Soupapalooza! Week Two with a Hearty (and Heartwarming) Minestrone

One of my earliest food memories is of eating soup with my dad. Both of my parents were medical residents and although I don't remember feeling juggled, I know that caring for me with two punishing call schedules was an elaborate dance. It must have been on those bleary-eyed nights when my mom was on call, that my dad would pull out the Campbell's Alphabet Soup. He would serve it in one big bowl and float big chunks of Meunster cheese in it which would melt into long gooey strings. Together we would eat, our heads touching, our spoons crossing - giggling, looking for letters and trying to get that cheese. 

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Paneer and Other Magic Tricks You Can Do in North Dakota*

I’ve learned that when you have to go around a room and introduce yourself by name and an interesting fact about yourself, it helps to be able to say, very casually, “I make paneer.” If you go on to explain that paneer is an Indian cheese, and you make it to use in some of your favorite curries, you will quickly see the room divide into two camps. One camp thinks you are crazy. The other wants to come to dinner.

In summer of 2008, at our neighborhood farmers' market, a man was beginning a cooking demonstration to promote his new cookbook, and the scent of sautéing garlic, ginger, and onion filled the air. My daughter, Cora, then two-years-old, was done with the market, having exhausted the thrill of buying her own carrot and tasting the cabbage leaves. We left, but I noted the book’s title.

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Brussels Sprouts: Tiny Yet Mighty

You say brussels sprouts, I say Brussels sprouts, she says brussel sprouts. What’s in a name? That which we call a rose…a rose cabbage, that is. This is what the Germans call these baby brassicas (“rosenkohl” = rose cabbage) that may be the funkiest and prettiest vegetable you’ll ever see growing. A tall, single leaf-topped stalk supports 20 to 40 buds crammed together like peas with no pod.

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This Week's CSA: A Boxful of Brassica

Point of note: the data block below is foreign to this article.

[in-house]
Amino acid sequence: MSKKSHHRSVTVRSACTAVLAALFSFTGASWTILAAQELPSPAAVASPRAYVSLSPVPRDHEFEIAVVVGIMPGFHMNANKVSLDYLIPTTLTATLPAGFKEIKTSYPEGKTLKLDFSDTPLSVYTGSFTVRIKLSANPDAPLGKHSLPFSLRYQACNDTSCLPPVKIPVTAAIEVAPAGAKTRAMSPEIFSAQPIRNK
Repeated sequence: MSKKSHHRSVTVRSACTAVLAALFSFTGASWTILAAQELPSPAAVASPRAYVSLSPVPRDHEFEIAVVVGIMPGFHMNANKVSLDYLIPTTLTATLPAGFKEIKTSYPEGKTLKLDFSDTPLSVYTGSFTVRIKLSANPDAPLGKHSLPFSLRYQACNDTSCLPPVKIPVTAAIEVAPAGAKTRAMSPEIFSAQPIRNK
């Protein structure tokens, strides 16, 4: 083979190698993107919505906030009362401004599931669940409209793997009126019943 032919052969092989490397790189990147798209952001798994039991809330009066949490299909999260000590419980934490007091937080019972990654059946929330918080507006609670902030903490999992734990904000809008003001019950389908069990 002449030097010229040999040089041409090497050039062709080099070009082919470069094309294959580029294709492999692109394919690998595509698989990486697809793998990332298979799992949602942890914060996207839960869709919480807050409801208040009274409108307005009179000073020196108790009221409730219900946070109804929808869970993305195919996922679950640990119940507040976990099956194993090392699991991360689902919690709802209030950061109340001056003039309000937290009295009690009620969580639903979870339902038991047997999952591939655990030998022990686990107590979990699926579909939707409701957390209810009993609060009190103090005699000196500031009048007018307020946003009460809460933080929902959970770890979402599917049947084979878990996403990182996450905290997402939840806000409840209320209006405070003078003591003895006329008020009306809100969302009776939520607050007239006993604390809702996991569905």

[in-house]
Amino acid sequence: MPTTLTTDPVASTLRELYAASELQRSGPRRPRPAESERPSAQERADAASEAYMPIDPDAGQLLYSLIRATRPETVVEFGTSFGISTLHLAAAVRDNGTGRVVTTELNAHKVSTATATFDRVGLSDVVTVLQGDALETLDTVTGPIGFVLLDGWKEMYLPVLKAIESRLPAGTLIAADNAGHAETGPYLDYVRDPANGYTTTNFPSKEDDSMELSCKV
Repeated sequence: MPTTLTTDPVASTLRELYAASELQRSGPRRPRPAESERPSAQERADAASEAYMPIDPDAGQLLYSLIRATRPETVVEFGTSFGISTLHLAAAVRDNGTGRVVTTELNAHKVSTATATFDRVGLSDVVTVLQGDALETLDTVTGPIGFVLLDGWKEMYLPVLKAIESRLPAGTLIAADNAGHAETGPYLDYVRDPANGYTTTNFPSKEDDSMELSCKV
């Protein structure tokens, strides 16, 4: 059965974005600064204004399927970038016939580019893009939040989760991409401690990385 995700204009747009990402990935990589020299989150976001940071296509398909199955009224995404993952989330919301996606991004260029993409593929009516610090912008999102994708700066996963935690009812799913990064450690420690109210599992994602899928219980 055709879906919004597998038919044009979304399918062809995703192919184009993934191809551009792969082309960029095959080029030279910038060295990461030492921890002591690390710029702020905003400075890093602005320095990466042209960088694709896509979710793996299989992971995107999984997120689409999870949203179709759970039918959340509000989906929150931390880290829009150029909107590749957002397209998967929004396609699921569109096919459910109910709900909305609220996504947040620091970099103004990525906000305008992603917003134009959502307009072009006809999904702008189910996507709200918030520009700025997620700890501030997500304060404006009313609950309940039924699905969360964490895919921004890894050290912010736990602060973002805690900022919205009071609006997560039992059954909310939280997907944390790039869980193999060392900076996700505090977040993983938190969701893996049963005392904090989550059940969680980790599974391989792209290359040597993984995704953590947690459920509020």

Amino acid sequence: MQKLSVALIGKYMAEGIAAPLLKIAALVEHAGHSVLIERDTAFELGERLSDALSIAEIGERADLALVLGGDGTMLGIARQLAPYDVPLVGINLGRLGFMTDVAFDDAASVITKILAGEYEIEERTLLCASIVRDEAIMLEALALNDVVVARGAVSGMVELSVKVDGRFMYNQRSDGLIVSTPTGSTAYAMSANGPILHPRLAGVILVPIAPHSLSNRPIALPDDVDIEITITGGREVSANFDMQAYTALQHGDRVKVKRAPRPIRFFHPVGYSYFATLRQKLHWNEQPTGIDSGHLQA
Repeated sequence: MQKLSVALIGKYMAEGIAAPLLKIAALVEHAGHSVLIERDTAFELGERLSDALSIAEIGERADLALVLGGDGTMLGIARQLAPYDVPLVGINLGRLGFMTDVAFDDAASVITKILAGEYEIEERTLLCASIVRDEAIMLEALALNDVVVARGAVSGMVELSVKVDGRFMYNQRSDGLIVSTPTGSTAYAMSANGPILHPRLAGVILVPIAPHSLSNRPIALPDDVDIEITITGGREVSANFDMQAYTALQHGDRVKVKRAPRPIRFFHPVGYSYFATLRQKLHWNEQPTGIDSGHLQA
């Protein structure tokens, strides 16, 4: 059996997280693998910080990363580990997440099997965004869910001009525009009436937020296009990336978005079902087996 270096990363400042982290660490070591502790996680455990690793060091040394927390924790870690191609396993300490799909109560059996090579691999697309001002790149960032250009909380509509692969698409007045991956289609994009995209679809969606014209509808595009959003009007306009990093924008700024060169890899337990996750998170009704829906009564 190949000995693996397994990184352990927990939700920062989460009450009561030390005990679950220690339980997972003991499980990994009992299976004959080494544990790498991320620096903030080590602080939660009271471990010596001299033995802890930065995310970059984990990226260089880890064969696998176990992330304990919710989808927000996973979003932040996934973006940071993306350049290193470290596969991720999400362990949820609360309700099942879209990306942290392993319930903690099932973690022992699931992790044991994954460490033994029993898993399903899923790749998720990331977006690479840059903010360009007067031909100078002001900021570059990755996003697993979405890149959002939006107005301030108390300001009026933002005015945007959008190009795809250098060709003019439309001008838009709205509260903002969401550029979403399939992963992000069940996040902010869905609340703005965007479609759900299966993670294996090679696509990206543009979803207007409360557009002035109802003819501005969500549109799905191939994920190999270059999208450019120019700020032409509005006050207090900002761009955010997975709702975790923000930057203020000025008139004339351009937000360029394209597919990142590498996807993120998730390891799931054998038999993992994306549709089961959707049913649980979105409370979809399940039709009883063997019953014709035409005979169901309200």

Arugala and parmesan

I was talking with someone at a party last week about how to manage the weekly load of vegetables from the CSA (Community Supported Agriculture) box. His approach is to identify the vegetables he likes the least, and eat them first.

"Otherwise," he intoned, “there's no hope for them."

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This Week's CSA Box: Satisfying Salads, Hold the Lettuce

On Jamie Oliver's Food Revolution, a common complaint about eating healthfully was that people didn't want to eat “rabbit food” all the time. But, as Oliver demonstrated on the series, there's more to eating well than munching on lettuce and carrots. So with the ingredients from this week's CSA (community supported agriculture) box, I will showcase salads made without lettuce.

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The 10 Best Foods You Probably Aren't Eating... But Should: Here's One through Five

The most e-mailed story on the New York Times website last week was The 11 Best Foods You Aren’t Eating. It’s a list of the most healthful foods that we should, but probably don't, regularly eat.

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Learning to Love Kohlrabi

kohlrabi When the most recent batch of local produce came from our Harmony Valley CSA last week, my kids wanted their pictures taken with each new vegetable. My daughter's colorful dress seemed like the perfect backdrop for this beautiful purple kohlrabi, which we ate over the weekend. To my less-than-expertly-trained palate, kohlrabi - which I'd never eaten before - tastes very much like cabbage.

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What to Do With Your CSA Bounty

My friend Doug sent me a great article from Slate the other day, written by Catherine Price.

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Choosing a CSA

CSAs (Community Supported Agriculture) provide opportunities for people to eat locally, the get the kinds of foods you would normally find at local farmers markets, and to take part in the agricultural process. Most CSAs require some sort of ongoing commitment, such as a monthly fee in exchange for a weekly box of locally grown vegetables. Depending on where you live, the weekly box may include a wide assortment of mostly-root vegetables (kale, cabbage, squash, turnips in Minnesota, for example) or of anything else grown on a particular farm, in a particular climate. Many CSAs encourage their members to work at the farm for a day or more, to better understand the farming process and to get closer to local, sustainable food. Some require it. When I tell friends that I recently joined the Harmony Valley Farm CSA, they often start asking questions. Why did I join it? Am I concerned about the cost?

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Minneapolis Sustainable Food Initiative

minneapolis-sustainable The move towards sustainable food has not been lost on the city of Minneapolis. The City of Minneapolis Sustainable Food Initiative website lists these benefits associated with eating local, sustainable food:

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